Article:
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Regulation and mechanism of YAP/TAZ in the mechanical microenvironment of stem cells (Review)

  • Authors:
    • Ying Li
    • Jinming Wang
    • Weiliang Zhong
  • View Affiliations

  • Published online on: May 10, 2021     https://doi.org/10.3892/mmr.2021.12145
  • Article Number: 506
  • Copyright: © Li et al. This is an open access article distributed under the terms of Creative Commons Attribution License.

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Abstract

Stem cells receive cues from their physical and mechanical microenvironment via mechanosensing and mechanotransduction. These cues affect proliferation, self‑renewal and differentiation into specific cell fates. A growing body of evidence suggests that yes‑associated protein (YAP) and transcriptional coactivator with PDZ‑binding motif (TAZ) mechanotransduction is key for driving stem cell behavior and regeneration via the Hippo and other signaling pathways. YAP/TAZ receive a range of physical cues, including extracellular matrix stiffness, cell geometry, flow shear stress and mechanical forces in the cytoskeleton, and translate them into cell‑specific transcriptional programs. However, the mechanism by which mechanical signals regulate YAP/TAZ activity in stem cells is not fully understand. The present review summarizes the current knowledge of the mechanisms involved in YAP/TAZ regulation on the physical and mechanical microenvironment, as well as its potential effects on stem cell differentiation.

Introduction

Stem cells are a group of progenitor cells characterized by self-renewal and differentiation ability. Within their niche or local microenvironment, stem cells communicate via physical and mechanical cues to regulate cell fate and behavior (1). Early research has focused on biochemical signals produced by chemical or solution media when discussing the molecular signaling mechanisms underlying stem cell self-renewal, growth and differentiation (2). However, it is hypothesized that cells perceive their microenvironment not only through soluble signals but also via physical and mechanical cues, such as extracellular matrix (ECM) stiffness or confined adhesiveness (3). Similar to intrinsic and extrinsic biochemical factors, mechanical cues resulting from both intracellularly generated and externally applied forces have a broad range of effects on stem cell fate. For example, MSCs have the ability to differentiate into neuroblast, chondrocyte, osteoblast, adipocytes and numerous other cell types within matrices, which mimic the stiffness of their native substrate (46). Also, the extracellular matrix structure such as nanotopographic structures or fluid shear stress can affect differentiation of stem cells (7,8). Studies have shown that yes-associated protein/transcriptional coactivator with PDZ-binding motif (YAP/TAZ) serves an important role in biomechanical and mechanical signaling that affects self-renewal and differentiation of stem cells (3,9). The present review summarizes the current knowledge of the mechanisms involved in YAP/TAZ regulation on the physical and mechanical microenvironment and its potential effects on stem cell differentiation.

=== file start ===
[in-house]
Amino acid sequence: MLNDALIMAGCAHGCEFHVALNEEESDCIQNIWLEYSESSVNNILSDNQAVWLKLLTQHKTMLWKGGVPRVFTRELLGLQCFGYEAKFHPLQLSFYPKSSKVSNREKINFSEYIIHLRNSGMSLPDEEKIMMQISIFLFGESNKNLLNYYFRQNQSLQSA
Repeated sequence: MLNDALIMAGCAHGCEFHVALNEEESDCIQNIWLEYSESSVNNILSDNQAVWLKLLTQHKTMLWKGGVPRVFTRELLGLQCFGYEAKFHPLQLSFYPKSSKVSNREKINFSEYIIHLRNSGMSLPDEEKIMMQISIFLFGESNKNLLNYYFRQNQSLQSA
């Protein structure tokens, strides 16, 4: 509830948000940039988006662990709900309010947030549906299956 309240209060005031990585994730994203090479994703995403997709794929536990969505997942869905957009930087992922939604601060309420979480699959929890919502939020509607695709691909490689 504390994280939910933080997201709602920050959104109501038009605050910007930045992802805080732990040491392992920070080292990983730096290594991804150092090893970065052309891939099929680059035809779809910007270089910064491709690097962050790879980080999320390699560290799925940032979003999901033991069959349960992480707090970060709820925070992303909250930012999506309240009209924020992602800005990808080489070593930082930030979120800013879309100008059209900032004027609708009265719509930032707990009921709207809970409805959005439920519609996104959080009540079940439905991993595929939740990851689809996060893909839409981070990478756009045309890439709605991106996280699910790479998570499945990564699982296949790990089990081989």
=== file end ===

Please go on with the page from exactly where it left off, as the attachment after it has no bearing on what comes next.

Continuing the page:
Regulation of YAP/TAZ in mechanotransduction in stem cells

Stem cells are a paradigm model system in the mechanotransduction field; it has been shown that differentiation of stem cells into distinct cell fates is dictated by the physical features of the cellular microenvironment (10). Numerous studies have shown that YAP/TAZ is a key regulator of mechanical properties of the stem cell microenvironment (1114). Various biophysical stimuli from external forces, such as cyclic stretching, shear stress and acoustic tweezing, also modulate stem cell fate via YAP/TAZ (1518).

Flow shear stress

Flow shear stress can be defined as a function of strain rate, which is the frictional force generated by the flow of fluid on a contact surface (19). More specifically, fluid shear stress is defined as stress (i.e., force per unit area) applied by a fluid to the tangential direction of the contact surface. Fluid shear stress serves an important role in the differentiation of embryonic and mesenchymal stem cells (MSCs) (20).

MSCs are mechanically regulated by shear stress generated in tissues by extravascular liquid flow. To date, the regulation of YAP by shear stress has rarely been characterized in the literature. YAP is regulated by fluid shear stress in osteoblasts and stem cells (8,21). Zhong et al (8) found that increased YAP expression levels, triggered by flow shear stress, increased osteogenesis and decreased adipogenesis of MSCs and initiated dedifferentiation of chondrocytes. Furthermore, culturing MSCs on microfluidic chips that mimic interstitial flow shear stress increases YAP and TAZ activity in an Rho-Rho-associated coiled-coil containing protein kinase (ROCK)-dependent manner, enhancing osteogenic and fibrochondrogenic differentiation (8,22). Dupont et al (3) used rigid vs. highly elastic micropillars to assess the effects of cell-generated mechanical force; on the elastic substrate, cytoplasmic localization of YAP/TAZ was markedly increased. Collectively, it has been indicated that YAP/TAZ responds to cytoskeletal tension (3). Wang et al (23) used a parallel flow chamber to perform in vitro shear stress experiments and a partial carotid ligation model in apolipoprotein E-deficient mice to perform in vivo flow perturbation experiments. They proved that the activation and expression levels of YAP/TAZ were lower in the laminar flow region of the straight segment of thoracic aorta than in the disturbed flow region of the inner curvature of aortic arch (Fig. 1) (23).